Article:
Future Islands’ Samuel T. Herring looks lost on the giant stage that’s decorated with faux foliage in the middle of Hyde Park for this Barclaycard British Summer Time series of mini-festivals. He’s still giving it his all, obviously – all high kicks, switching his vocal up for a guttural roar – it’s no wonder the band are given a hero’s welcome on their second visit here.
On a much smaller stage to the side – a co-opted bandstand hidden behind some (real) trees – Yak’s Oli Burslem is making best use of his surroundings, using the structure’s metal poles to play his guitar. It’s an odd setting, one made even stranger by the time Gengahr come along, their impeccably luscious melodies unfortunately lost among even quiet chatter a few rows back in the not inconsiderable crowd.
Is there anything Beck can’t do? A headline set in anything but name – he sneaks in a pseudo-encore complete with outfit change – he’s switching genre as quickly as he’s galloping across the stage. The blissed-out acoustic of ‘Blue Moon’ and ‘Lost Cause’; the hip hop-indebted ‘Loser’ and ‘Qué Onda Guero’; the dirty blues stomp of ‘Go It Alone’ and ‘Black Tambourine’; the funky pop of ‘Sexx Laws’ and ‘The New Pollution’. And playfully – segueing in and out of Donna Summer’s ‘I Feel Love’ from his own ‘I Think I’m In Love’; mixing up ‘Where It’s At’ with a harmonica break for oldie ‘One Foot In The Grave’ – if the youngest of those crammed-in waiting for the headliners were confused at the beginning – they’re dancing now.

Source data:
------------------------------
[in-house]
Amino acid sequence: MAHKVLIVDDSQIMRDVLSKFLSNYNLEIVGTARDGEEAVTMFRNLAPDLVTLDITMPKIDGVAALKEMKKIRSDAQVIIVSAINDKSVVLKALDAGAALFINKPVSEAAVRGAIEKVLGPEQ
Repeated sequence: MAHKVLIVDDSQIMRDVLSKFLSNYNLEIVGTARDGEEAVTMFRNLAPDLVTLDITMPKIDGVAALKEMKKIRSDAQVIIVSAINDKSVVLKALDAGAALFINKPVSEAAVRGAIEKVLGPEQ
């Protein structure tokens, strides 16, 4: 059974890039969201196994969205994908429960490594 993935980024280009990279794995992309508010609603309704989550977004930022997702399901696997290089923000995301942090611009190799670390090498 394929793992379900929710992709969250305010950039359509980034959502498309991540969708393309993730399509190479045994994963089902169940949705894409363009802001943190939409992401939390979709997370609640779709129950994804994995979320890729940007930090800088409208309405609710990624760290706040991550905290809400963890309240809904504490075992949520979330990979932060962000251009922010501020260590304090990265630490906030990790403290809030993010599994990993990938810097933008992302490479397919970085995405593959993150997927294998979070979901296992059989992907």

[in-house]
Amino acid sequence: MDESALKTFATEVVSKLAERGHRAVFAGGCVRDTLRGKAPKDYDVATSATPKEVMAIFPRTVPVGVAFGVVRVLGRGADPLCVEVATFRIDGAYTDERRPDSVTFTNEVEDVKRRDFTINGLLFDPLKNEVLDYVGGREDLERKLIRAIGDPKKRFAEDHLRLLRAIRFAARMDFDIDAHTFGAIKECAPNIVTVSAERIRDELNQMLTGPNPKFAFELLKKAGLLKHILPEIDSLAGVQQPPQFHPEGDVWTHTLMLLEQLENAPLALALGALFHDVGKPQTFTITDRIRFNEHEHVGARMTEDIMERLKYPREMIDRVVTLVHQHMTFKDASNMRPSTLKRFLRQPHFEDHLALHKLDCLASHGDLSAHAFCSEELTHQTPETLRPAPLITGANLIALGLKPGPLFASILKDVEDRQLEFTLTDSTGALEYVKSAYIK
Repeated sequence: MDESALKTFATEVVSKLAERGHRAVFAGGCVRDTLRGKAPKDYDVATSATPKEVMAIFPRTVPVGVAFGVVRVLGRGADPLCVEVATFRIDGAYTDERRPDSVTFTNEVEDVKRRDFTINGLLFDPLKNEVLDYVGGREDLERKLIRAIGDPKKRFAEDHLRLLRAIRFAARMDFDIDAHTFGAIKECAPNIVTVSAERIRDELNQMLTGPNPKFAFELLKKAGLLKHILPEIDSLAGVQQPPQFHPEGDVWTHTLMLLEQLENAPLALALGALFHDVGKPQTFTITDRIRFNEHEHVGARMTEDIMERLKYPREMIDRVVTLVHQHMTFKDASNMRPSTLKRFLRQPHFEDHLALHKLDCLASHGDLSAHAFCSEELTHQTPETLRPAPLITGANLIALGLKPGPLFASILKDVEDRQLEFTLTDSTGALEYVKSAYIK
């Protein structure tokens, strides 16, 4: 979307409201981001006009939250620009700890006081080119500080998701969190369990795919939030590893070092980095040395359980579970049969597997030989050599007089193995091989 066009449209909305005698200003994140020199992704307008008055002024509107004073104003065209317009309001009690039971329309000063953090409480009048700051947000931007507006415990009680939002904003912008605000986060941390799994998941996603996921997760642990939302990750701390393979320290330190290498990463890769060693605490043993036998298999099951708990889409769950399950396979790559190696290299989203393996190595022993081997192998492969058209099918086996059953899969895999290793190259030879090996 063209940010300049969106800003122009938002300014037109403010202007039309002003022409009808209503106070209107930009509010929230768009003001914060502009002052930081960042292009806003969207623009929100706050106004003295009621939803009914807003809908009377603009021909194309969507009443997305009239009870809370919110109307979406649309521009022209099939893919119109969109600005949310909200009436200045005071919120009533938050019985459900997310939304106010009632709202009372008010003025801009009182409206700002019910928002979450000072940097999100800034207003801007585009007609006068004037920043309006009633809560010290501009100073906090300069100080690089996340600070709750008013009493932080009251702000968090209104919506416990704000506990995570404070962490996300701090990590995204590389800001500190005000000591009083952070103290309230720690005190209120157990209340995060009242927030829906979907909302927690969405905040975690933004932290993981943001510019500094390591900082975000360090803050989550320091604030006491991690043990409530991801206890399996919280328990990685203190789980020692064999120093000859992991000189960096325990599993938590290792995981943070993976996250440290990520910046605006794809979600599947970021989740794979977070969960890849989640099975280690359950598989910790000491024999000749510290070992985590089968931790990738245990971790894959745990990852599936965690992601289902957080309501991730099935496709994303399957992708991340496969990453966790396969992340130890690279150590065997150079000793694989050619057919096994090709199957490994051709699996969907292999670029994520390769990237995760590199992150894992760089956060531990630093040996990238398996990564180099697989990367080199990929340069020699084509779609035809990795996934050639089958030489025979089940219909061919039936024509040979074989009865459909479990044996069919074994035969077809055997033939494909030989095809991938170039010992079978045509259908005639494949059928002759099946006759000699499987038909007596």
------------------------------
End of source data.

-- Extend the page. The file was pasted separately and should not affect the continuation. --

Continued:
Julian Casablancas is talkative. Not simply breaking cover to mumble the odd song introduction or cursory ‘thank you’, but chatty. It’s awkward, yes, but quite some feat for a man with a rep for remaining mute between songs. And if that wasn’t enough – he grins, ear-to-ear, as The Strokes take to the stage in an unusually sunny Hyde Park.
It’s in stark contrast to the last time the New Yorkers were in the UK – a somewhat lacklustre festival run in 2011 that had them looking as if they’d long given up. Yet tonight, as at last month’s Primavera set, from the opening sounds of ‘Is This It’ to the closing notes of ‘Take It Or Leave It’, they’re a joy to behold. Touching on material from throughout their fifteen-year existence – ‘One Way Trigger’ and ‘Macchu Picchu’ standing tall alongside ‘Reptilia’, ‘Juicebox’ and, naturally ‘Last Nite’ – their set a celebration of all things Strokes; a welcome reminder of just how they reached iconic status.
Photos: Carolina Faruolo
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